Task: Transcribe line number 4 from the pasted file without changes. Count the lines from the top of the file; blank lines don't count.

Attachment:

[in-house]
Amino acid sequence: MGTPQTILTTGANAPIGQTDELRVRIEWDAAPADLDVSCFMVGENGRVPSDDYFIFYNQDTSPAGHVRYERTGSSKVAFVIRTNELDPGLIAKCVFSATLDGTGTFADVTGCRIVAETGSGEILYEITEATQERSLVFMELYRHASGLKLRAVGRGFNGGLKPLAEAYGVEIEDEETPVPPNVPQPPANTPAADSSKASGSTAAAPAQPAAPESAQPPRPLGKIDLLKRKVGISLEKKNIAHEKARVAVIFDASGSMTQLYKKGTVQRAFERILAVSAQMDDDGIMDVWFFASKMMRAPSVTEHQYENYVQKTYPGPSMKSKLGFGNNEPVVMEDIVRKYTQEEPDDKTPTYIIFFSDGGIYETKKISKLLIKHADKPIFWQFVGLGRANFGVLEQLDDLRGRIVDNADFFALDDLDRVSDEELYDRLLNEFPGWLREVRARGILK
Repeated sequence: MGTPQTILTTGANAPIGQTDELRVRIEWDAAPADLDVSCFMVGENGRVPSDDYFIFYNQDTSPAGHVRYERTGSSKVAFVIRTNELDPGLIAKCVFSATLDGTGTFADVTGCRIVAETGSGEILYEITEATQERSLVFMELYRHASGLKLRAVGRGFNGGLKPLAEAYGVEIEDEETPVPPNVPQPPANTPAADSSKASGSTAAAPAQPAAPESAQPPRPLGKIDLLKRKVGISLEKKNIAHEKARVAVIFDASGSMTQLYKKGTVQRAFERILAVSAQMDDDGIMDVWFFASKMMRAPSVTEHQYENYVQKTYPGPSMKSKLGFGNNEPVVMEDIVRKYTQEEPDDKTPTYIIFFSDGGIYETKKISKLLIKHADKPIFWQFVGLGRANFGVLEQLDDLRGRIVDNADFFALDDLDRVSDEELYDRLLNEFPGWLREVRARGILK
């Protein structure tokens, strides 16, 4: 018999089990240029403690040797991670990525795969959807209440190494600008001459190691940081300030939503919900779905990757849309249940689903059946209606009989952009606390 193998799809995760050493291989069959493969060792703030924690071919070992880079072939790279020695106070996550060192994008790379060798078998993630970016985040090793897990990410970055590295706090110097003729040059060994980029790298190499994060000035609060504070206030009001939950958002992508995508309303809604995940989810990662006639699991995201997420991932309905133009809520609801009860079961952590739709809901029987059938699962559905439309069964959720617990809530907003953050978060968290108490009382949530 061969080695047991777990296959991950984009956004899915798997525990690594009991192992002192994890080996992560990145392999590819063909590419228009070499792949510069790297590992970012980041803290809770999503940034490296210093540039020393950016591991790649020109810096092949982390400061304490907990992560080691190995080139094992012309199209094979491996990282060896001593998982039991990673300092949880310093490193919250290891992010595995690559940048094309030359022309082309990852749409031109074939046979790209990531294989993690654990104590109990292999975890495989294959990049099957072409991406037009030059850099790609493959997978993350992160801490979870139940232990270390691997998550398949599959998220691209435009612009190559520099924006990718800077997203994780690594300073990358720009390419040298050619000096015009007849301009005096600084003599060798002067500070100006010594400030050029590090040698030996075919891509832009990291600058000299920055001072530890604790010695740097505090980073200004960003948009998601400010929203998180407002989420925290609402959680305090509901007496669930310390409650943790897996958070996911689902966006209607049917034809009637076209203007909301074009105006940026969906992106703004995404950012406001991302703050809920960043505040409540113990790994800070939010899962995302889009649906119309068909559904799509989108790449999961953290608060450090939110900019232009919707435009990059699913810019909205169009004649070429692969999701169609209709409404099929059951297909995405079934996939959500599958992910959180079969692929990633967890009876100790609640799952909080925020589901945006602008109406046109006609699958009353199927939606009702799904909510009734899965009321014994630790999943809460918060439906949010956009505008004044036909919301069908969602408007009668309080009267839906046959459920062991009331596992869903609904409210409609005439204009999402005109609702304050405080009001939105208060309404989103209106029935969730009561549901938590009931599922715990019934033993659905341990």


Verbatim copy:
């Protein structure tokens, strides 16, 4: 018999089990240029403690040797991670990525795969959807209440190494600008001459190691940081300030939503919900779905990757849309249940689903059946209606009989952009606390 193998799809995760050493291989069959493969060792703030924690071919070992880079072939790279020695106070996550060192994008790379060798078998993630970016985040090793897990990410970055590295706090110097003729040059060994980029790298190499994060000035609060504070206030009001939950958002992508995508309303809604995940989810990662006639699991995201997420991932309905133009809520609801009860079961952590739709809901029987059938699962559905439309069964959720617990809530907003953050978060968290108490009382949530 061969080695047991777990296959991950984009956004899915798997525990690594009991192992002192994890080996992560990145392999590819063909590419228009070499792949510069790297590992970012980041803290809770999503940034490296210093540039020393950016591991790649020109810096092949982390400061304490907990992560080691190995080139094992012309199209094979491996990282060896001593998982039991990673300092949880310093490193919250290891992010595995690559940048094309030359022309082309990852749409031109074939046979790209990531294989993690654990104590109990292999975890495989294959990049099957072409991406037009030059850099790609493959997978993350992160801490979870139940232990270390691997998550398949599959998220691209435009612009190559520099924006990718800077997203994780690594300073990358720009390419040298050619000096015009007849301009005096600084003599060798002067500070100006010594400030050029590090040698030996075919891509832009990291600058000299920055001072530890604790010695740097505090980073200004960003948009998601400010929203998180407002989420925290609402959680305090509901007496669930310390409650943790897996958070996911689902966006209607049917034809009637076209203007909301074009105006940026969906992106703004995404950012406001991302703050809920960043505040409540113990790994800070939010899962995302889009649906119309068909559904799509989108790449999961953290608060450090939110900019232009919707435009990059699913810019909205169009004649070429692969999701169609209709409404099929059951297909995405079934996939959500599958992910959180079969692929990633967890009876100790609640799952909080925020589901945006602008109406046109006609699958009353199927939606009702799904909510009734899965009321014994630790999943809460918060439906949010956009505008004044036909919301069908969602408007009668309080009267839906046959459920062991009331596992869903609904409210409609005439204009999402005109609702304050405080009001939105208060309404989103209106029935969730009561549901938590009931599922715990019934033993659905341990």